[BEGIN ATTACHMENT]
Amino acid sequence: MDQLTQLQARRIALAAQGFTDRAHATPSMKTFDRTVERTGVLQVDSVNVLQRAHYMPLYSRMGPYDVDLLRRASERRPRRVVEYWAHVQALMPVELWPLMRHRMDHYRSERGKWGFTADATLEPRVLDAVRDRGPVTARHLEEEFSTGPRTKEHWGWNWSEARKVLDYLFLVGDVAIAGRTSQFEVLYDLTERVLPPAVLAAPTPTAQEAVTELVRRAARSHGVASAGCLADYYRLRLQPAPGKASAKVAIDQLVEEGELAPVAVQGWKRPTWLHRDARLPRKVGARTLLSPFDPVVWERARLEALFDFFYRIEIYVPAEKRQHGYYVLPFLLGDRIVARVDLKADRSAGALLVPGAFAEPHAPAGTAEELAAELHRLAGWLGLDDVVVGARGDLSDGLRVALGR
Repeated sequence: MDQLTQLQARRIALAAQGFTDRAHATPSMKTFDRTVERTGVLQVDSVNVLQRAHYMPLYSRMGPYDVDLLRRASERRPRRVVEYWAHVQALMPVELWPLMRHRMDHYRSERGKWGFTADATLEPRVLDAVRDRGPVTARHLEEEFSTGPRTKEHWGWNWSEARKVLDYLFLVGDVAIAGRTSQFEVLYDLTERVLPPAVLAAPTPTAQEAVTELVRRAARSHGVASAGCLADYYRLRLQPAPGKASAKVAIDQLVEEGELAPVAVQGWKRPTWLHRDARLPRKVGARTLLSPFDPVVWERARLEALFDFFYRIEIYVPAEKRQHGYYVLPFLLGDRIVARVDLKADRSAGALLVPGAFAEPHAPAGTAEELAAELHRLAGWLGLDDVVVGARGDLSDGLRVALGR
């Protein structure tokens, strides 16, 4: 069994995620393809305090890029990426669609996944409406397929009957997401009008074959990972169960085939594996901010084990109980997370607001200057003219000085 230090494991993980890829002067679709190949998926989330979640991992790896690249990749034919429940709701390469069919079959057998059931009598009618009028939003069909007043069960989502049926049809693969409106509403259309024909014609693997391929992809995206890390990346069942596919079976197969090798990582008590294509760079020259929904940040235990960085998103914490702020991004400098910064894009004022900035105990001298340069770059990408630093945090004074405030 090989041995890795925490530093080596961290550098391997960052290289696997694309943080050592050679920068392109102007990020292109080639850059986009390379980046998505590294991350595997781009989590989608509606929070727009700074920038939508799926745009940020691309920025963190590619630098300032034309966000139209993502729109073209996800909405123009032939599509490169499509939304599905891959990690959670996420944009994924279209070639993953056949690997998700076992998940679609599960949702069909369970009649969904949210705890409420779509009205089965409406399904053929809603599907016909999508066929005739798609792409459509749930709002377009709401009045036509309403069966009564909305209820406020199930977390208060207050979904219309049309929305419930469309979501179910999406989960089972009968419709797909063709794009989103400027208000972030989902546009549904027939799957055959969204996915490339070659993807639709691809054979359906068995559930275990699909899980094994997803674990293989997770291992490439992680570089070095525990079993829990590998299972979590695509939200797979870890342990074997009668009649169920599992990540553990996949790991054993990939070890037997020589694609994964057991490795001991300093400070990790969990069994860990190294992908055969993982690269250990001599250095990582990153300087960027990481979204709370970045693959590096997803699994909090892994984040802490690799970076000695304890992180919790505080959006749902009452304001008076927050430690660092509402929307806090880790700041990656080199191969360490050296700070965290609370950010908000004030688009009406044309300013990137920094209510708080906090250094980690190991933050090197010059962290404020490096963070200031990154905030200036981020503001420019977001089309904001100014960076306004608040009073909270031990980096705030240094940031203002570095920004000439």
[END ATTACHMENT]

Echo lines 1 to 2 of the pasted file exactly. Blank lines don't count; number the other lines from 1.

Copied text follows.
Amino acid sequence: MDQLTQLQARRIALAAQGFTDRAHATPSMKTFDRTVERTGVLQVDSVNVLQRAHYMPLYSRMGPYDVDLLRRASERRPRRVVEYWAHVQALMPVELWPLMRHRMDHYRSERGKWGFTADATLEPRVLDAVRDRGPVTARHLEEEFSTGPRTKEHWGWNWSEARKVLDYLFLVGDVAIAGRTSQFEVLYDLTERVLPPAVLAAPTPTAQEAVTELVRRAARSHGVASAGCLADYYRLRLQPAPGKASAKVAIDQLVEEGELAPVAVQGWKRPTWLHRDARLPRKVGARTLLSPFDPVVWERARLEALFDFFYRIEIYVPAEKRQHGYYVLPFLLGDRIVARVDLKADRSAGALLVPGAFAEPHAPAGTAEELAAELHRLAGWLGLDDVVVGARGDLSDGLRVALGR
Repeated sequence: MDQLTQLQARRIALAAQGFTDRAHATPSMKTFDRTVERTGVLQVDSVNVLQRAHYMPLYSRMGPYDVDLLRRASERRPRRVVEYWAHVQALMPVELWPLMRHRMDHYRSERGKWGFTADATLEPRVLDAVRDRGPVTARHLEEEFSTGPRTKEHWGWNWSEARKVLDYLFLVGDVAIAGRTSQFEVLYDLTERVLPPAVLAAPTPTAQEAVTELVRRAARSHGVASAGCLADYYRLRLQPAPGKASAKVAIDQLVEEGELAPVAVQGWKRPTWLHRDARLPRKVGARTLLSPFDPVVWERARLEALFDFFYRIEIYVPAEKRQHGYYVLPFLLGDRIVARVDLKADRSAGALLVPGAFAEPHAPAGTAEELAAELHRLAGWLGLDDVVVGARGDLSDGLRVALGR